At the beginning of the 2019 school year, Groveport Madison Schools began serving free breakfast to all students, regardless of their families' economic situations.

The universal breakfast program is a federally funded initiative run through the U.S. Department of Agriculture and managed by the Ohio Department of Education.

It replaces the district's previous free-breakfast program, which had been offered only to students on a reduced-cost meal plan.

"It's just so much better this way," district communications director Jeff Warner said of the universal plan open to all students. "The kids seem really happy with it.

"Another benefit is the fact that nobody knows who is on a free or reduced(-cost) food program, either. There's absolutely no stigma attached."

The program also comes at no cost to the district, Warner said.

"It's federally reimbursed, so the taxpayers aren't paying any more, and we received a grant from the No Kids Hungry Foundation to start the program," he said.

The number of students who take advantage of the program differs from school to school, but Kim Jordan, a cafeteria worker at Sedalia Elementary School, said close to 500 free breakfasts are consumed by students daily, which means more than 75% of the school's student body participates regularly.

A pilot version of the initiative was instituted at four Groveport Madison schools last year.

Warner said 26,139 breakfasts were served districtwide in the first 20 days of the 2018 school year. In the first 20 days of 2019, the number has more than doubled to 65,093, he said.

The largest increase has come at the high school. In the first 20 days of 2018, 2,503 breakfasts were served; this year, 10,879 were served during the first 20 days.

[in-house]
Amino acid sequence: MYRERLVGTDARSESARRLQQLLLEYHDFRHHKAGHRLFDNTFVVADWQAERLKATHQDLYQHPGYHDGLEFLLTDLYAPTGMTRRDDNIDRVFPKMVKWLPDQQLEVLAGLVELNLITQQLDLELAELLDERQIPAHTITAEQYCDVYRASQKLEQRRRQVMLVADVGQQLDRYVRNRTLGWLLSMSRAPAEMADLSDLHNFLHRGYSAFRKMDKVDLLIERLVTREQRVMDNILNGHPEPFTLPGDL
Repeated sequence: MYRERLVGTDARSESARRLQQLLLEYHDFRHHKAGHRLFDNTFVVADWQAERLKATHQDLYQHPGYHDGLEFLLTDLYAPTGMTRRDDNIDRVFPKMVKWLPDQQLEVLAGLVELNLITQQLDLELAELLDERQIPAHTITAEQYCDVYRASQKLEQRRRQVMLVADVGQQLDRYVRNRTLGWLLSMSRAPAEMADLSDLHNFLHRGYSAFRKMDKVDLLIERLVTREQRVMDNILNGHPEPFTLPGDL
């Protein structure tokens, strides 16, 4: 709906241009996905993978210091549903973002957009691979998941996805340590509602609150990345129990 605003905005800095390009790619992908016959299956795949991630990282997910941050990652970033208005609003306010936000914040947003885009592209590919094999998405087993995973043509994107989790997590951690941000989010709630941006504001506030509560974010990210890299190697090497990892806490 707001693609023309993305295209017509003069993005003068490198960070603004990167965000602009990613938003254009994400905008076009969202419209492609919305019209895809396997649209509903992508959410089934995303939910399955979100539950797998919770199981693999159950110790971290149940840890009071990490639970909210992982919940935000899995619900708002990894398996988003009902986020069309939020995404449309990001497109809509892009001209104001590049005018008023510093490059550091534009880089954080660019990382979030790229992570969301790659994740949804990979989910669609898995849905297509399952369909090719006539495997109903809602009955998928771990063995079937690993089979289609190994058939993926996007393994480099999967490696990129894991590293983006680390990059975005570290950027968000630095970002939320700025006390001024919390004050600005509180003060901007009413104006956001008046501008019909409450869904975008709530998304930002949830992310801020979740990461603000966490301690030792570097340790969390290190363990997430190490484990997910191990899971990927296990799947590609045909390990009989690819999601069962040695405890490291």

Timelines and how the program is run also differ among schools and even among classrooms, but according to information from the district, students generally are allowed to enter their respective buildings before school starts and then their classrooms as they usually would. They're given the option to take breakfast, which always features a grain, fruit and a dairy product, and students must take and eat all three. Often, classes will start after students finish eating, but some teachers choose to begin lessons while some in the classroom continue to eat.

Sedalia principal Ken Pease said the new program actually benefits the school, in terms of total learning time.

"We've noticed an increase in academic time this year," he said. "In years past, we would have 200 kids lined up (in the gym), and it would be very loud with long lines.

"With the old program, students would come directly to the gym from the bus, where breakfast was handed out and eaten," he said. "Well, the kids just weren't very excited about going back to their classrooms and a lot of them would take their time and end up late."

District officials also are excited about the potential long-term academic benefits the program could bring, Warner said.

"The research is clear: Kids who are hungry just don't do as well in school," he said. "A nutritional foundation helps them with academic performance, it helps with attention span and it even helps with behavior. It's a win all the way around."

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